A few years ago, a mother brought her young sons to the surgery with crops of itchy blisters along the tops of their ears. I’d never seen anything like it. Both boys were otherwise well, and neither had a single blemish elsewhere.
I reasoned that it must be an allergy, but there was no new hair product that might have set it off. And neither of them wore glasses or a hat or a sweatband: nothing that could have brought a chemical into contact with their ears.
I considered a virus. Many show a predilection for certain areas of skin – hand, foot and mouth disease causes spots in just those three locations. However, “top of the ear disease” seemed unlikely.
I was stumped. But whatever the cause, it looked like some steroid cream to damp down the inflammation would help.
The following week, Annie, one of the other GPs, caught me at coffee time. “I saw those boys,” she said. There was amusement in her eyes. “It’s juvenile spring eruption.”
She filled me in. JSE is one of medicine’s curios. It’s a seasonal phenomenon, in which the first spell of spring sunshine provokes an itchy, blistering rash that is confined to the tops of the ears. Intriguingly, it occurs in sporadic outbreaks, thought to be because a combination of strong sunlight and particularly cold air is required.
Boys are more commonly affected, presumably because of short-back-and-sides. People grow out of it during their teens, hence the specific age group.
JSE is treated with steroid cream (at least I’d got that right) and by avoiding strong sunlight, which Annie had been able to advise the boys’ mum about when they came for review.
Much diagnosis is pattern recognition. If I’d encountered JSE before, I would have known instantly what I was dealing with. Because I hadn’t, I’d been left figuring it out from first principles. I had deduced the basics – an external agent causing inflammation – but I kicked myself for not considering sunlight. I’ve seen many UV reactions, most commonly when a medication has sensitised the skin, but they have a tell-tale distribution, affecting all areas exposed to sun. In JSE, chill air sensitises the peripheral ears alone.
The case came to mind recently when Jeremy Hunt – admitting that NHS 111 is woefully short of clinician involvement – advised parents to google their children’s rashes instead. This caused an outcry among doctors, concerned that parents might waste crucial time trying to work out if the non-blanching rash really was life-threatening meningococcal sepsis. However, I wondered whether Hunt’s approach might be useful for a benign, esoteric condition such as JSE.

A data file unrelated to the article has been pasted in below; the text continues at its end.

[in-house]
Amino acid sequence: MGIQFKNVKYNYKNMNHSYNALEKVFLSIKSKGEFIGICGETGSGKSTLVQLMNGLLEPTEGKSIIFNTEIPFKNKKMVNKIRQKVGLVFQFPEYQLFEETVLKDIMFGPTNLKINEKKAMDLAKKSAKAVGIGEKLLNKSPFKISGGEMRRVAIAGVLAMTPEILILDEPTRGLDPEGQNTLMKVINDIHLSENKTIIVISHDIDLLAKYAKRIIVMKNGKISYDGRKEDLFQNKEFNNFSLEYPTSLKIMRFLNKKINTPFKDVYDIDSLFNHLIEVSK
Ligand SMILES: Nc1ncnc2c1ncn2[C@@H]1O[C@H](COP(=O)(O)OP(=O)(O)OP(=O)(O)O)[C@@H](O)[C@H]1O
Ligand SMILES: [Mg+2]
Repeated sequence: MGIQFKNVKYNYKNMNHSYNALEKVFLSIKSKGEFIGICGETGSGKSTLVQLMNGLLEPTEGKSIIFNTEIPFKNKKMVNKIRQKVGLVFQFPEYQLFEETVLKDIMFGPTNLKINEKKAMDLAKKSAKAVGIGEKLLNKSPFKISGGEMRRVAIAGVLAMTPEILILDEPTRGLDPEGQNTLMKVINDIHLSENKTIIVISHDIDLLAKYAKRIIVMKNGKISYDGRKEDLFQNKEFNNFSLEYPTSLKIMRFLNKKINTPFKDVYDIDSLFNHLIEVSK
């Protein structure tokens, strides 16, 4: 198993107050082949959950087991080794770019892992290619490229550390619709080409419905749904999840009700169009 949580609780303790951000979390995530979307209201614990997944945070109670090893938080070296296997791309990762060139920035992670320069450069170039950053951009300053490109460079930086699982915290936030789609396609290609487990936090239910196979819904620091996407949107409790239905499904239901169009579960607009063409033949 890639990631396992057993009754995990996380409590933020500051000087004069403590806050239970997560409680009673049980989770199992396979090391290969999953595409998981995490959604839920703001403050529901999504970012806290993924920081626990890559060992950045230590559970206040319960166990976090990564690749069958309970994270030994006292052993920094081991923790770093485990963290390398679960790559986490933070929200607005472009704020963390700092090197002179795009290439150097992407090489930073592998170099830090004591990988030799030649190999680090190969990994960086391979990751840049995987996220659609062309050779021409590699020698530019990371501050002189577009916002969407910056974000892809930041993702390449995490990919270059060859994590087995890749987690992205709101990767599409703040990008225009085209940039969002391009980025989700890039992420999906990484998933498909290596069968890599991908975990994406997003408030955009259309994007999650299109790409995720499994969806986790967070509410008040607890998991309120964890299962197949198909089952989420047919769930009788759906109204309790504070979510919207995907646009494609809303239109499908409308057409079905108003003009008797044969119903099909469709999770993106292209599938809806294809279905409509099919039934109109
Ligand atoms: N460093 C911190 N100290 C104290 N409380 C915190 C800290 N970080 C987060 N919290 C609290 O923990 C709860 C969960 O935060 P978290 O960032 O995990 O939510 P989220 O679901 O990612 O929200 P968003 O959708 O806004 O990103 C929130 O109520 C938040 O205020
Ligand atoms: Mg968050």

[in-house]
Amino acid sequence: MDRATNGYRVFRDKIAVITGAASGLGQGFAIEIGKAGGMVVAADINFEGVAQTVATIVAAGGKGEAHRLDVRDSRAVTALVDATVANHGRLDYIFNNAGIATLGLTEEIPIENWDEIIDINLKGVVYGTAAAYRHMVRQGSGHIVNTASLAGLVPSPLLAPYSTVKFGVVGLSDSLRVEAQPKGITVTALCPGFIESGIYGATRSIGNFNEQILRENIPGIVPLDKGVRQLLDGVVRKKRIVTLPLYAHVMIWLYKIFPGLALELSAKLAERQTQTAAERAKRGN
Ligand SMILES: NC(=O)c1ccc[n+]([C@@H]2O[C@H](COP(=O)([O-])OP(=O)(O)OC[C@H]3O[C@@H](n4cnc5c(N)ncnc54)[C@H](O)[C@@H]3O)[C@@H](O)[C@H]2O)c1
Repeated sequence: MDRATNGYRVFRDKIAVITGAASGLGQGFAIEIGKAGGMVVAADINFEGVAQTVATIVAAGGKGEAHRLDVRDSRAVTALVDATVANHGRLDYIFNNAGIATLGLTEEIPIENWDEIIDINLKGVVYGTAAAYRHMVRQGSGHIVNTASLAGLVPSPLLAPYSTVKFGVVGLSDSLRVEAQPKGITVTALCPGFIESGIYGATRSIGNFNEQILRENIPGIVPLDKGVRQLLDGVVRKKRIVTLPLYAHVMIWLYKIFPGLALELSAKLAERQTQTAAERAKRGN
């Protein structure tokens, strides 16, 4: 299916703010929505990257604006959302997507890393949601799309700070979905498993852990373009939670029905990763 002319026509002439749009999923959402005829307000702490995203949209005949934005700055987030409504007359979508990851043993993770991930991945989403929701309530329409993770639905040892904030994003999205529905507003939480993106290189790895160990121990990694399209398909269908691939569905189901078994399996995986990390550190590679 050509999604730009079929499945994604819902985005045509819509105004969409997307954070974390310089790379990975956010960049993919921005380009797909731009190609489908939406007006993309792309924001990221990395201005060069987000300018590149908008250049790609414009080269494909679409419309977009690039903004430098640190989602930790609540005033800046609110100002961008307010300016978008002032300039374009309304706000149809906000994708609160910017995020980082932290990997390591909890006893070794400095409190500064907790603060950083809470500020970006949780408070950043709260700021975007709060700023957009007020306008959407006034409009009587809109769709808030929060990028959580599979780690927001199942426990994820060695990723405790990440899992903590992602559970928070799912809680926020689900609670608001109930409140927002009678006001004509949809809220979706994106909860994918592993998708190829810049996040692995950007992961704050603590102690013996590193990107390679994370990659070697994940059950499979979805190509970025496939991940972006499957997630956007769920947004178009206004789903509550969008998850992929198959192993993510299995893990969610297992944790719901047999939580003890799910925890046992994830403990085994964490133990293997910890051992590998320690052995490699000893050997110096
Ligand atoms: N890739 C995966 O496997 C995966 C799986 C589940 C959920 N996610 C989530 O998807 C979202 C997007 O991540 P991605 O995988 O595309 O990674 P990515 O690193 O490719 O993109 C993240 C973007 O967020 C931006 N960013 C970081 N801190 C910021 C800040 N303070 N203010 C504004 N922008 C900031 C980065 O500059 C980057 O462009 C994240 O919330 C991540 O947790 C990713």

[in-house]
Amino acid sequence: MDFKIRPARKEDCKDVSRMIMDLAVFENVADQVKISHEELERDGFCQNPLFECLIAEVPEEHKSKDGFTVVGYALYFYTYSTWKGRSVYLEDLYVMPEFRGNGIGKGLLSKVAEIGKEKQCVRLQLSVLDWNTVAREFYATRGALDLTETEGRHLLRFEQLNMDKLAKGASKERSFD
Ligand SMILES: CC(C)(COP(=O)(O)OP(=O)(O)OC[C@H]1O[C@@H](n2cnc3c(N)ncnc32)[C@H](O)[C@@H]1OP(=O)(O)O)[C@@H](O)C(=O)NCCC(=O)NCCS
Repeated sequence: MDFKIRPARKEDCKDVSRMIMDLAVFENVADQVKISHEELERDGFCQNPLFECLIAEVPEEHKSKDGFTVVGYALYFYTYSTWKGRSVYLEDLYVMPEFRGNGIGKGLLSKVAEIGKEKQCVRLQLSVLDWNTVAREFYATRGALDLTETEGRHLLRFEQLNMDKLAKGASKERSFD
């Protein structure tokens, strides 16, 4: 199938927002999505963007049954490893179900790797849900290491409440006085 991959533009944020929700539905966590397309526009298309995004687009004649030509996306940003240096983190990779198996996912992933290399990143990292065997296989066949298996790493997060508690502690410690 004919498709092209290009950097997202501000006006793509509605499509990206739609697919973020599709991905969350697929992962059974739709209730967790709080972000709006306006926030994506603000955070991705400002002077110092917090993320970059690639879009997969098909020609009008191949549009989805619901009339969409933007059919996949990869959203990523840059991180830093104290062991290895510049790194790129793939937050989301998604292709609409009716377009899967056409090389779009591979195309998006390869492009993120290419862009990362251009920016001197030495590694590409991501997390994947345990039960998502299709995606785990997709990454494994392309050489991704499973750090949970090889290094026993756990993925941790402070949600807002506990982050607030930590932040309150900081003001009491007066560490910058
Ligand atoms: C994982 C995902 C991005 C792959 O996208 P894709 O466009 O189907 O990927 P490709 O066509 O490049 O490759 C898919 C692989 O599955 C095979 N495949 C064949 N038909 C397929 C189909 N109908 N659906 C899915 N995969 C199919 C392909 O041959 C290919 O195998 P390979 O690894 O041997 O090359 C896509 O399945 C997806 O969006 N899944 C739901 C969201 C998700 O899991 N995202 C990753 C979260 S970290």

Searching under “itchy rash ears” did throw up a few medical articles with JSE mentioned in the small print, but nothing that would be of help to the uninitiated. Much more use were the long threads on three different Mumsnet-type sites. Post after post expressed delight at having encountered others with the same puzzling problem. Astutely, several contributors remarked on the preponderance of boys, and some whose children had been affected in previous years made the seasonal connection. Pollen was considered as a cause – logical, given common knowledge of another seasonal condition, hay fever. Posts from 2010 speculated whether the Icelandic volcanic ash cloud might be responsible, a lovely illustration of our tendency to link unusual events causally.
Posts reporting medical consultations showed I was far from the only doctor never to have encountered JSE. But on every thread someone eventually took their child to an Annie and JSE was diagnosed. Once it was, it made perfect sense to everyone, and the threads closed in a welter of well-I-nevers.
No one made the diagnosis solely from their own internet research; doctors aren’t entirely redundant. But medicine is such a vast field, we medics have to keep learning. I haven’t come across another case of JSE since those boys, but every springtime I wonder whether this will be my year to shine.
This article appears in the 02 Mar 2016 issue of the New Statesman, Germany's migrant crisis